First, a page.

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Thread: Custom compensated bridge?

  1. #1

    Default Custom compensated bridge?

    So one of my mandolins is tuned to a non-standard tuning (GCEA, like a low-G ukelele).

    But the compensated bridge doesn't have the right compensation pattern. The E string in particular goes unpleasantly sharp when I play high on the neck.

    I'm a crafty sorta fellow and not scared of doing some woodwork. What would be the best way to go about constructing/modifying a custom-compensated bridge? Is that a reasonable thing to do or is it gonna be super hard? Maybe just take an existing bridge and sand it down?

    Or is there a bridge out there with some sort of adjustable compensation?

  2. #2
    Confused... or?
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    Default Re: Custom compensated bridge?

    Just for clarification, most of us would assume that the G & C are wound, while E & A are plain. And steel rather than ukulele nylon. And that "low-G" ukulele implies not re-entrant tuning, so that the A is the highest string, a 4th higher than the E. Correct?
    - Ed

    "What our group lacks in musicianship is offset by our willingness to humiliate ourselves." - David Hochman

  3. #3
    Teacher, luthier
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    Default Re: Custom compensated bridge?

    If you are using a very light string for your 2nd string, it's tendency to go sharp will be greater. You might try the next gauge up before you start cutting. I would suggest starting with an .017" plain. You might even try to go to a wound 2nd string, .022" or .020", and see what happens.

    Intonation problems are common if strings are not gauged right for a special tuning. For yours, I would start with 40, 26 or 28, 17p, and 13 or 14. This is assuming a carved top mandolin. For a flat top, I might go a shade lighter.

    Sometimes just turning the saddle or bridge around and regrooving it will get you to the right place.

    I use needle files and a miniature scraper to re-compensate a bridge. Some times a small tri-corner file comes in useful.

    If there is not enough wood left under the 2nd string to get the compensation you want, you might have to make a new saddle or bridge.

    If it's an adjustable bridge and you make a new saddle, start with a thick blank and drill your holes for the adjusting posts before you thin the blank, or it might split when you drill it.

    The hard part is figuring out the layout for the compensation. I start with the bridge 90 degrees to the strings, get the first string in tune, figure out which string needs to go back the most, then locate the others one at a time.

    You can make a trial run on a piece of maple or other hard wood before you go to work on a piece of ebony.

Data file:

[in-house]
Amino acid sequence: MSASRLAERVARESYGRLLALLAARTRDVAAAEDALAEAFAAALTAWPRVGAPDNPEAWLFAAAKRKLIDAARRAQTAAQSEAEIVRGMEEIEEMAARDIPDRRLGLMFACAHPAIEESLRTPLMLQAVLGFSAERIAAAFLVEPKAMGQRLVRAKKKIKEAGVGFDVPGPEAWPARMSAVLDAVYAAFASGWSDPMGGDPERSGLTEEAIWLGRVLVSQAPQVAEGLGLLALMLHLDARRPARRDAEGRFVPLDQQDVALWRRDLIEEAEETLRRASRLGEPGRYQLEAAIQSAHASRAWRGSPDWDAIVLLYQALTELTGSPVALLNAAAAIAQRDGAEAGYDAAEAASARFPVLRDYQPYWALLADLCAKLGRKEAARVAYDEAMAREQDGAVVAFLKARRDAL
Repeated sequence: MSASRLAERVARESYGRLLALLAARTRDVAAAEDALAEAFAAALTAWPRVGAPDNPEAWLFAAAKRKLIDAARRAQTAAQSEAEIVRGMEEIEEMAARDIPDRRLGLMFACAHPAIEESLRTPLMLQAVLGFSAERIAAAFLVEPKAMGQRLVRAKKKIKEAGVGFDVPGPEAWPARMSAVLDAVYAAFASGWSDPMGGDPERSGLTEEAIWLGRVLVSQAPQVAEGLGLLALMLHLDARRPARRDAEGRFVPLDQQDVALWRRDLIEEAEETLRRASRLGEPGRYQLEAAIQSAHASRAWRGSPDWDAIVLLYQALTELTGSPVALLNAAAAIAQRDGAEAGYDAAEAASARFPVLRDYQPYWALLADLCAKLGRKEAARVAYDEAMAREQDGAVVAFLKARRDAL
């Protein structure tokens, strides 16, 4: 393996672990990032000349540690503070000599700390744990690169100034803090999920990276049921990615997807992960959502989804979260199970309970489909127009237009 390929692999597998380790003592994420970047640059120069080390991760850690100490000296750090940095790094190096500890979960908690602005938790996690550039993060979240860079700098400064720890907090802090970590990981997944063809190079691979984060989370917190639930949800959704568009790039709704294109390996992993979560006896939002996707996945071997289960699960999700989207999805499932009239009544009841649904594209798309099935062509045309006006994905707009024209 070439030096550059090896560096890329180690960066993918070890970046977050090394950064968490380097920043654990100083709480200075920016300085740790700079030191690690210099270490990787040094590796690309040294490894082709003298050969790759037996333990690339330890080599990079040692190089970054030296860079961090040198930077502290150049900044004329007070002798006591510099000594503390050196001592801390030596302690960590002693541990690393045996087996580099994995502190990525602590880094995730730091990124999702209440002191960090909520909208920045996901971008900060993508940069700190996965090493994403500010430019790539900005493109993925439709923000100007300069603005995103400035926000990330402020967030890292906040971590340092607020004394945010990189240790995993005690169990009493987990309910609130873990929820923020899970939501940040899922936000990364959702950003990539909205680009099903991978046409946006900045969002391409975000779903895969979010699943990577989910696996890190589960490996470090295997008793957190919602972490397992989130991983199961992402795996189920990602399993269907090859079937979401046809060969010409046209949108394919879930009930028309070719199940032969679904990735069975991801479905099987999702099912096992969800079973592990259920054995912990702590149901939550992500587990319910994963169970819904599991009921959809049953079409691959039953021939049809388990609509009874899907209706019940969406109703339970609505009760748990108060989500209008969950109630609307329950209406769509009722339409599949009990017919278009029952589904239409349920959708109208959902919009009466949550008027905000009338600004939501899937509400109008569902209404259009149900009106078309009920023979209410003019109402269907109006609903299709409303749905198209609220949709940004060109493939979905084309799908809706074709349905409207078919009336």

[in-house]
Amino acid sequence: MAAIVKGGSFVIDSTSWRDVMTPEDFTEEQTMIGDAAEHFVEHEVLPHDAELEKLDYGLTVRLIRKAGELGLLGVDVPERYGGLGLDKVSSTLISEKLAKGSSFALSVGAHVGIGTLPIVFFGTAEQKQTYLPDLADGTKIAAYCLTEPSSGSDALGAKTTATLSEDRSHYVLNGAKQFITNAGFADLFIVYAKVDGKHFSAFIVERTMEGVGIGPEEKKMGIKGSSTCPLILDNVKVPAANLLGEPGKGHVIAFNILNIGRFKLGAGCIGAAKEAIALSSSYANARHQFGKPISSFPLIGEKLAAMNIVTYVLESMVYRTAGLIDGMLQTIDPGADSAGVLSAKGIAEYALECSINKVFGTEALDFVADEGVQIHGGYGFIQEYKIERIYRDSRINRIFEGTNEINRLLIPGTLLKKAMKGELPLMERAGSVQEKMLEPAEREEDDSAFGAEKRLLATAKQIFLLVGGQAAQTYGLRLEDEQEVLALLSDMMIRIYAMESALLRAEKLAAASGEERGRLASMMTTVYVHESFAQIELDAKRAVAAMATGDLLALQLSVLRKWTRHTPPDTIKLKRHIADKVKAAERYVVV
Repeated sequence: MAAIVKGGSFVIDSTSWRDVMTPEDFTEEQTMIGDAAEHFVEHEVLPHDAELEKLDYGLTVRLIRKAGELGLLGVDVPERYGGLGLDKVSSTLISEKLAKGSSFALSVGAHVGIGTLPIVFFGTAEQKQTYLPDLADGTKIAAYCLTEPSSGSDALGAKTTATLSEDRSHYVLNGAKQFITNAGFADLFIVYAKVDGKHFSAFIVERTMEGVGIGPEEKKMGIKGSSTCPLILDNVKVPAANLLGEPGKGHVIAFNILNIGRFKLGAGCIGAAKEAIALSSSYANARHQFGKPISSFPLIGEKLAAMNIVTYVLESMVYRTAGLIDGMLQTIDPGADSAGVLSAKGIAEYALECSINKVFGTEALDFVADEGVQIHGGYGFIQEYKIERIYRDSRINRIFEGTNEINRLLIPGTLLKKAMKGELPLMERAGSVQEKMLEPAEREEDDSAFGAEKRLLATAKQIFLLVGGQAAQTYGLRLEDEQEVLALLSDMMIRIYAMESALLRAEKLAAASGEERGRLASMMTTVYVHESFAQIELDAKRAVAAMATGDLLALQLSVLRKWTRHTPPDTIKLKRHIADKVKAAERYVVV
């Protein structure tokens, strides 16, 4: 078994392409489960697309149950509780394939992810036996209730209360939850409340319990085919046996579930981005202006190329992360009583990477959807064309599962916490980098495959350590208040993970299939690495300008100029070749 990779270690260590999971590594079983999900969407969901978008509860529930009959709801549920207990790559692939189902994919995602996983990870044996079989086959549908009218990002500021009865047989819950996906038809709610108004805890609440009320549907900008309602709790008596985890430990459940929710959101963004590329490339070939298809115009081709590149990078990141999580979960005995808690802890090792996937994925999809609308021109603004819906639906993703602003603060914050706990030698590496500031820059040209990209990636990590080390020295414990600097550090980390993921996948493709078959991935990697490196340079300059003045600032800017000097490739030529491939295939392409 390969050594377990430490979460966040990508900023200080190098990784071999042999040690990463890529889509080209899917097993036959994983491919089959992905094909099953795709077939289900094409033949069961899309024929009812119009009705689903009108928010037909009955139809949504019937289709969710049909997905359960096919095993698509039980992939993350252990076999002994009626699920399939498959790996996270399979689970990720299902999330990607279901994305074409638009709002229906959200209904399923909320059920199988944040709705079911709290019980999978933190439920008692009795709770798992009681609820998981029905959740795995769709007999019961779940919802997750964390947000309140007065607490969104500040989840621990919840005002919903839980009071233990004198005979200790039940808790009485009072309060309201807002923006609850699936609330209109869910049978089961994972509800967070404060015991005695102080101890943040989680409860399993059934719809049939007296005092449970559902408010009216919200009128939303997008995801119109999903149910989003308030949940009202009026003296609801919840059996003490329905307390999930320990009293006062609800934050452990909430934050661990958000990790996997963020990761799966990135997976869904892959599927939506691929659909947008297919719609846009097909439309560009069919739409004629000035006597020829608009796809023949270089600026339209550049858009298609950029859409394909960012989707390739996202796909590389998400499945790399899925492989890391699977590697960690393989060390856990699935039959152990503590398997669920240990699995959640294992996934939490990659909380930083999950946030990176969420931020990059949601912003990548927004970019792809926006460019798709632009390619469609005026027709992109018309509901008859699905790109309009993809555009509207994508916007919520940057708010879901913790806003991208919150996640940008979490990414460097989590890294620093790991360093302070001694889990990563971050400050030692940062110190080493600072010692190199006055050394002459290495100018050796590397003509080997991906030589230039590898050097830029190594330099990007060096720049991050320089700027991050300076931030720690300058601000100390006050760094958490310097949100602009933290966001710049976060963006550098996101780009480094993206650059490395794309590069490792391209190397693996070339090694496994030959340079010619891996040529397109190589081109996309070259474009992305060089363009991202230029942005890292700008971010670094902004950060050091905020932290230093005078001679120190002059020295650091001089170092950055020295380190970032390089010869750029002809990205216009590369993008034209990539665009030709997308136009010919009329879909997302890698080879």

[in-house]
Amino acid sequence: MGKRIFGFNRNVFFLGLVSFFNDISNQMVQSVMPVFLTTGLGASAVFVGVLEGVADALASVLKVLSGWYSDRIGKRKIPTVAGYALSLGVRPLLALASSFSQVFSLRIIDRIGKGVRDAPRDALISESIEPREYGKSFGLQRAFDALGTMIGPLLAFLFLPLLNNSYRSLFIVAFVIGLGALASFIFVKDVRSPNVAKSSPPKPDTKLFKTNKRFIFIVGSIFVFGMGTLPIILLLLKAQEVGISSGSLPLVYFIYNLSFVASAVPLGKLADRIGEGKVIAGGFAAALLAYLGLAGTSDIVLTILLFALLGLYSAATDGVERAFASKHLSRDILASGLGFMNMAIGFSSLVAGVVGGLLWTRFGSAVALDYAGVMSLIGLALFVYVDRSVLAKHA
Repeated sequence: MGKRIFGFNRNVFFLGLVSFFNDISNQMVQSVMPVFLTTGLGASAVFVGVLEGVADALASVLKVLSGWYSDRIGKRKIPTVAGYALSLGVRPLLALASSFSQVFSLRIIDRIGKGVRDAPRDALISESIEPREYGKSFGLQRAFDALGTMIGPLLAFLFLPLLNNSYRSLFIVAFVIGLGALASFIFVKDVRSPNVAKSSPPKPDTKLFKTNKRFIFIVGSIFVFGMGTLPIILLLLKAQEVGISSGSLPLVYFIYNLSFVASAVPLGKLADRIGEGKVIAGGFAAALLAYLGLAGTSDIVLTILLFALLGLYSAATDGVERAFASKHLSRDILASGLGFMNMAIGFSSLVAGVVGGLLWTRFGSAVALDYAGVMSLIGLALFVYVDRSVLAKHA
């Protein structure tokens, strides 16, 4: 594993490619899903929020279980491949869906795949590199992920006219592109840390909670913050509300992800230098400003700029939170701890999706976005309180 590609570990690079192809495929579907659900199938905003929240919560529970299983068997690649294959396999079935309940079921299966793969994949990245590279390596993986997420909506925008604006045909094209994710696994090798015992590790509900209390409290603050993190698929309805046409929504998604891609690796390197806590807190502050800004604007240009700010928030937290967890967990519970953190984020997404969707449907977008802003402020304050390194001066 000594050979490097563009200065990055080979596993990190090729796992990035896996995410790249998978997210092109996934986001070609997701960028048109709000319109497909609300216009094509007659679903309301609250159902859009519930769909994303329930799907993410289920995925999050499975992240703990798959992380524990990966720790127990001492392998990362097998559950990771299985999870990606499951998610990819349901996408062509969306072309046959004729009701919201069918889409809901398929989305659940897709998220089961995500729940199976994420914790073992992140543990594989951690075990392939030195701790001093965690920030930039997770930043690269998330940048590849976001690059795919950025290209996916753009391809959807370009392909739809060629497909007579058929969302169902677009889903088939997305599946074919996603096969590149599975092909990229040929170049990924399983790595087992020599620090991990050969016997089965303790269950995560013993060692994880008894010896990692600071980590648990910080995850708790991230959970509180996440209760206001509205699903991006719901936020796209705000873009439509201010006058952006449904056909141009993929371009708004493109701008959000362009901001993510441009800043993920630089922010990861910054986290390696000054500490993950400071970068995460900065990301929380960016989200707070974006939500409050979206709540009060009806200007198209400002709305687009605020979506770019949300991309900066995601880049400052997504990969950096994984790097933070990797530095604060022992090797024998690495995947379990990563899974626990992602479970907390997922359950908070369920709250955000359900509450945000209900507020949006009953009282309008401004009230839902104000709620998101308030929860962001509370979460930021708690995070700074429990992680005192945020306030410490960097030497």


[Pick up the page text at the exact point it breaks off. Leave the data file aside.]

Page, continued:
Last edited by rcc56; Jan-21-2020 at 11:20am.

  4. #4
    Registered User amowry's Avatar
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    Default Re: Custom compensated bridge?

    Here's Frank Ford's description of how you calculate how far off your current compensation is. I use this method all the time, and it works great for small adjustments. You can use this to determine if your current saddle has enough "meat" to be compensated correctly or if you need to make a new saddle:

    http://www.frets.com/FretsPages/Luth.../compcalc.html

  5. #5

    Default Re: Custom compensated bridge?

    Correct about the tuning. It goes low to high, G being the lowest, then up to A at the highest.

    Also correct about the strings. I combined two sets of strings. the GCA strings are the GDA strings from a lightweight set, and the Es are the A strings taken from a heavyweight string set. I used to use wound strings for the E, but I think like the feel better this way.

    I've got some nice scrap hardwood lying around. Maybe I'll do some experimentation. Don't have any ebony but I have some bits of maple, hickory, and zebrawood which are pretty dense.

    I'll check out the frank ford link and do some reading...

  6. #6
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    Default Re: Custom compensated bridge?

    I've just looked up some string tensions. You can safely try plain strings as heavy as a 20, which will be about 19.5 lbs at E 330 Hz.

    Hard maple is reasonably suitable for a bridge.

    If you've got a local Woodcraft store, they often have chunks of ebony large enough for 2 or 3 bridges for just a few bucks.
    If they don't have any right now and you have a friendly local repair luthier who makes replacement guitar bridges from scratch, he might contribute a piece.

    If all else fails, pm me and I'll check my ebony scrap bucket.
    Last edited by rcc56; Jan-27-2020 at 11:10pm.

  7. #7
    Registered User sunburst's Avatar
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    Default Re: Custom compensated bridge?

    If you are starting with a blank, wide bridge top, you can go here to post #421 to see a very quick explanation of one method of determining 'compensation'.

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